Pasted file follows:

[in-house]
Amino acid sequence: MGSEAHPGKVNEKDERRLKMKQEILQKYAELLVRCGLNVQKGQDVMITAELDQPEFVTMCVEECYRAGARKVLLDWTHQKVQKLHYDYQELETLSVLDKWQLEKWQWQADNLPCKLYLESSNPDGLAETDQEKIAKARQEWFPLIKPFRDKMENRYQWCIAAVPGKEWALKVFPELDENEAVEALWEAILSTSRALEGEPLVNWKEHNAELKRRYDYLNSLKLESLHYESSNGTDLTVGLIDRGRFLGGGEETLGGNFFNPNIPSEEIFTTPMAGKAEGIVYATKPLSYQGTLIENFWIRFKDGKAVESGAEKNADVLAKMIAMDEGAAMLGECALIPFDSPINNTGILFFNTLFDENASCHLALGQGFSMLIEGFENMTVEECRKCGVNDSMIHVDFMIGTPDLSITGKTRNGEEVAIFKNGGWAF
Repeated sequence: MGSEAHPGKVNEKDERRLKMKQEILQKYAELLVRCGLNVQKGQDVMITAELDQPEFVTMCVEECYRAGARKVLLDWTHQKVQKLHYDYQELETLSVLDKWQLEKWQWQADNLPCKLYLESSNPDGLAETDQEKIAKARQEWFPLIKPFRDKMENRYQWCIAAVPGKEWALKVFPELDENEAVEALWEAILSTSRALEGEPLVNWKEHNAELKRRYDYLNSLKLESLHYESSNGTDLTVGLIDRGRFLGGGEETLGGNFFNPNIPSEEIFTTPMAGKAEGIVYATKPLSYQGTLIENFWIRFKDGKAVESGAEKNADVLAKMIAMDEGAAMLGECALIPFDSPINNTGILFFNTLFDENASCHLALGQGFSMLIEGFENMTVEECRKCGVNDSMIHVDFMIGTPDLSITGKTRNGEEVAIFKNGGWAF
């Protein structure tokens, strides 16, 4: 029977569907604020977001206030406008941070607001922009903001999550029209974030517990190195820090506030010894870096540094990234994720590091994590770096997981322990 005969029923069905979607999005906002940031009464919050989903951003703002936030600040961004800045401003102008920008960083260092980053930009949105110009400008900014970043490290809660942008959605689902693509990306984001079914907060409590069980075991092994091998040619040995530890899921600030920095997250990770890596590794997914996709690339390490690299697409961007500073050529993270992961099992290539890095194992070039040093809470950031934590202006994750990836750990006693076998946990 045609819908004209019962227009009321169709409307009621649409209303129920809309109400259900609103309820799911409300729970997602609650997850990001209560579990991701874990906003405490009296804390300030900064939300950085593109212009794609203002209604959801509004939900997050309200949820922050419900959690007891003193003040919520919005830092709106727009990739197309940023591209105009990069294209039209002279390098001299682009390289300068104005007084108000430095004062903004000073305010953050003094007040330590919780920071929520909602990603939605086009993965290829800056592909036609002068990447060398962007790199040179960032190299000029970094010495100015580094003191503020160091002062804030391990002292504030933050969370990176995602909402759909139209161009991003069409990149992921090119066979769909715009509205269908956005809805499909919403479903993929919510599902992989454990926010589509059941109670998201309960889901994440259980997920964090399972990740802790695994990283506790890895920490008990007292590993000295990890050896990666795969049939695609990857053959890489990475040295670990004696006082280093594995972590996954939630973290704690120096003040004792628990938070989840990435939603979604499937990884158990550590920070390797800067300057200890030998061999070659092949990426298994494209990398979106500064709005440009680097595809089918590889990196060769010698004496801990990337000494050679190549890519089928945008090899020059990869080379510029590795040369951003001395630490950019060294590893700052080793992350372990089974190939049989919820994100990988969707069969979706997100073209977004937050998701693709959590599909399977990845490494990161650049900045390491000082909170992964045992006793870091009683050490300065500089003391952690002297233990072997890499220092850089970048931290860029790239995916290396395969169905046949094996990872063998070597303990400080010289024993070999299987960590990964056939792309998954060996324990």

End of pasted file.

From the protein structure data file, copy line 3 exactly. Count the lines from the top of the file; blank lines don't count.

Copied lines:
Repeated sequence: MGSEAHPGKVNEKDERRLKMKQEILQKYAELLVRCGLNVQKGQDVMITAELDQPEFVTMCVEECYRAGARKVLLDWTHQKVQKLHYDYQELETLSVLDKWQLEKWQWQADNLPCKLYLESSNPDGLAETDQEKIAKARQEWFPLIKPFRDKMENRYQWCIAAVPGKEWALKVFPELDENEAVEALWEAILSTSRALEGEPLVNWKEHNAELKRRYDYLNSLKLESLHYESSNGTDLTVGLIDRGRFLGGGEETLGGNFFNPNIPSEEIFTTPMAGKAEGIVYATKPLSYQGTLIENFWIRFKDGKAVESGAEKNADVLAKMIAMDEGAAMLGECALIPFDSPINNTGILFFNTLFDENASCHLALGQGFSMLIEGFENMTVEECRKCGVNDSMIHVDFMIGTPDLSITGKTRNGEEVAIFKNGGWAF